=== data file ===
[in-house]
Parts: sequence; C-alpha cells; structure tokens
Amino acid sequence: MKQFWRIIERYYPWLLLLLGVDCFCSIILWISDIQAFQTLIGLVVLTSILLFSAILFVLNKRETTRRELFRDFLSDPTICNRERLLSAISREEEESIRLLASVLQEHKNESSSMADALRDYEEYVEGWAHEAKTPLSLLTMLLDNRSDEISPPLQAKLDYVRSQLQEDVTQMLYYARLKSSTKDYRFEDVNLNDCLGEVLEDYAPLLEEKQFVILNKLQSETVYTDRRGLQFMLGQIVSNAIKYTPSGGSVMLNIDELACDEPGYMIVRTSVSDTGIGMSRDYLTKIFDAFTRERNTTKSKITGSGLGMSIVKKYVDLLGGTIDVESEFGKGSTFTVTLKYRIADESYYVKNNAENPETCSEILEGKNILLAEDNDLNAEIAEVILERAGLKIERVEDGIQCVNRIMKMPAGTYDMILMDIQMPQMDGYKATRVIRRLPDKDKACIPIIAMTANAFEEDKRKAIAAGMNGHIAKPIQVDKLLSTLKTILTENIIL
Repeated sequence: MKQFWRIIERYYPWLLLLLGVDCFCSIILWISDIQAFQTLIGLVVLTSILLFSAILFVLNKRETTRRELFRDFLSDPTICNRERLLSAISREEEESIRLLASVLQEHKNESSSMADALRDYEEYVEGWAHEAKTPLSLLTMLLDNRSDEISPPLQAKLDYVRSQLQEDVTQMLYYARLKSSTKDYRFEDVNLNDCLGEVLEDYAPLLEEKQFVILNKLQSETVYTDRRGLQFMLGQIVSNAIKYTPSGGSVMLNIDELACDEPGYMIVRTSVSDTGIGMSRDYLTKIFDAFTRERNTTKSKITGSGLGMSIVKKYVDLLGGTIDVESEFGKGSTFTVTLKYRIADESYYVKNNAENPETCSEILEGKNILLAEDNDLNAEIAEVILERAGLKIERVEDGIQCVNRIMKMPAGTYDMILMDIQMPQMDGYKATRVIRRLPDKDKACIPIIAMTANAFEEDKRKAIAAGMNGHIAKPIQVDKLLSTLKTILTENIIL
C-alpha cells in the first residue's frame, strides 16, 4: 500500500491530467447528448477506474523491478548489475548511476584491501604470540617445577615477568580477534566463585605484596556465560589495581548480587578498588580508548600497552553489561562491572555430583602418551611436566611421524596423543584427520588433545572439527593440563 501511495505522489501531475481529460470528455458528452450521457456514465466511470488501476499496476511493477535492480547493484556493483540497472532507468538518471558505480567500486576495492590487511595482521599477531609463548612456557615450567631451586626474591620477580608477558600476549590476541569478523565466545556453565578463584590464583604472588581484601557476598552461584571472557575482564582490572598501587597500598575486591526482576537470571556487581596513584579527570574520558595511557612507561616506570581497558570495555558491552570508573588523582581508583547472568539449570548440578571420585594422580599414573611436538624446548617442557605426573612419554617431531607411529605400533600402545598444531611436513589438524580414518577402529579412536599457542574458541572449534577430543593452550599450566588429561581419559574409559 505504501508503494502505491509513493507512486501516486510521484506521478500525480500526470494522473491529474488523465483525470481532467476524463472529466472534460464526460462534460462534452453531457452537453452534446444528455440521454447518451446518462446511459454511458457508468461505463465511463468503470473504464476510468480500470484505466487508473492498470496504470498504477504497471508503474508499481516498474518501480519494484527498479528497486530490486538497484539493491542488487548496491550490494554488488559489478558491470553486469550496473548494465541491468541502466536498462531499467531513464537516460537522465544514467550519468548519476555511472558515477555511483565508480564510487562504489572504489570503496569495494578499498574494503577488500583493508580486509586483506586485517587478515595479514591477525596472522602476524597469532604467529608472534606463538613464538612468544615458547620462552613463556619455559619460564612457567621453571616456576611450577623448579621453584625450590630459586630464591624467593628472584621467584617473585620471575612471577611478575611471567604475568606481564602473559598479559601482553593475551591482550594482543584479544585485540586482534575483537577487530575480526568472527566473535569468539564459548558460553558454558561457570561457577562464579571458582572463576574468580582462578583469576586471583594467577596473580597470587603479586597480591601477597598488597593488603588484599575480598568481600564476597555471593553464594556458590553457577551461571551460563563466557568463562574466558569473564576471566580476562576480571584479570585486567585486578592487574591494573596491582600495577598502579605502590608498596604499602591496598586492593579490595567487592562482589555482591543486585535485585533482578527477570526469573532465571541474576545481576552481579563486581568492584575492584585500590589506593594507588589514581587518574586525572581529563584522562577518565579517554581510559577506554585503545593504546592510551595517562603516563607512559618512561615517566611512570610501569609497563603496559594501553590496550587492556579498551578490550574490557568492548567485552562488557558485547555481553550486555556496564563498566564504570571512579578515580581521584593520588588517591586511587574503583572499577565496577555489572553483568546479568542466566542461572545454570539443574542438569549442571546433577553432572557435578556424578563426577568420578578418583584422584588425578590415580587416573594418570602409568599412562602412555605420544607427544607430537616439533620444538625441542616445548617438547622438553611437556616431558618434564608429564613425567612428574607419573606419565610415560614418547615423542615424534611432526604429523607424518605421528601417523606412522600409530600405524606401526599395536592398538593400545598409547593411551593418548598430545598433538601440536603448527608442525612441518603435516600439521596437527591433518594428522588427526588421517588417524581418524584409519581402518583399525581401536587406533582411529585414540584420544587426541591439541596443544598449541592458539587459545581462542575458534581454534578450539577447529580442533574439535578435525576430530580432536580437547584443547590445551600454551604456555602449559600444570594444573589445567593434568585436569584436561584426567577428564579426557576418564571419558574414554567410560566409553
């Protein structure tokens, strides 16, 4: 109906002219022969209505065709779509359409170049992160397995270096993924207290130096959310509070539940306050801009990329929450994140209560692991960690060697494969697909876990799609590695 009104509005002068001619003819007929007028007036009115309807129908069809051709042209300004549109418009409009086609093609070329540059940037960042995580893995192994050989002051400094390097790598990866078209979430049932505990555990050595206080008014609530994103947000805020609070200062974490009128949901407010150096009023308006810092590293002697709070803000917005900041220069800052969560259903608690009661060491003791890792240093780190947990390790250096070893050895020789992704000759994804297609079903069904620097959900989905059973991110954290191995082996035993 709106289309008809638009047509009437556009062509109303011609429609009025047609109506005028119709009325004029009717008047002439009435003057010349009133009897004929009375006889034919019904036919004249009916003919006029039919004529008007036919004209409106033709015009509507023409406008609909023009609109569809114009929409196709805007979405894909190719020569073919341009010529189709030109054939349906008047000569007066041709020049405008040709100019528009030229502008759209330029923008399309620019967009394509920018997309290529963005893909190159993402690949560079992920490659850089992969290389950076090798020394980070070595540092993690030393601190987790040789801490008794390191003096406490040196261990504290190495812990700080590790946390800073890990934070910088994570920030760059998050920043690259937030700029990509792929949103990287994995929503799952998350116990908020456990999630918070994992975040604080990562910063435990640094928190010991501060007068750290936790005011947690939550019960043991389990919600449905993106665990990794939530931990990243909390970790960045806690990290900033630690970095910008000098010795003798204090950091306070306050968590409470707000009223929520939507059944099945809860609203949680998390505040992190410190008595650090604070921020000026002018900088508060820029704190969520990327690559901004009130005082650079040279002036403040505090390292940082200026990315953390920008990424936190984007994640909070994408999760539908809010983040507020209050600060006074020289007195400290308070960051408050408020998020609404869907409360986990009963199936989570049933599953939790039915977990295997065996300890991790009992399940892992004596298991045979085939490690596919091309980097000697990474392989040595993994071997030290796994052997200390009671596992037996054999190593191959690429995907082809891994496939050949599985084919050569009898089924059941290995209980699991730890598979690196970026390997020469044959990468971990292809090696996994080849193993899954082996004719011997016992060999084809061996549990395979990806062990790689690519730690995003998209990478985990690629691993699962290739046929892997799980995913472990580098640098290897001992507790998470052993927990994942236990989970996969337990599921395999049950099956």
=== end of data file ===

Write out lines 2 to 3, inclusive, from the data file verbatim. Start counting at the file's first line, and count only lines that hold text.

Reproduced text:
Parts: sequence; C-alpha cells; structure tokens
Amino acid sequence: MKQFWRIIERYYPWLLLLLGVDCFCSIILWISDIQAFQTLIGLVVLTSILLFSAILFVLNKRETTRRELFRDFLSDPTICNRERLLSAISREEEESIRLLASVLQEHKNESSSMADALRDYEEYVEGWAHEAKTPLSLLTMLLDNRSDEISPPLQAKLDYVRSQLQEDVTQMLYYARLKSSTKDYRFEDVNLNDCLGEVLEDYAPLLEEKQFVILNKLQSETVYTDRRGLQFMLGQIVSNAIKYTPSGGSVMLNIDELACDEPGYMIVRTSVSDTGIGMSRDYLTKIFDAFTRERNTTKSKITGSGLGMSIVKKYVDLLGGTIDVESEFGKGSTFTVTLKYRIADESYYVKNNAENPETCSEILEGKNILLAEDNDLNAEIAEVILERAGLKIERVEDGIQCVNRIMKMPAGTYDMILMDIQMPQMDGYKATRVIRRLPDKDKACIPIIAMTANAFEEDKRKAIAAGMNGHIAKPIQVDKLLSTLKTILTENIIL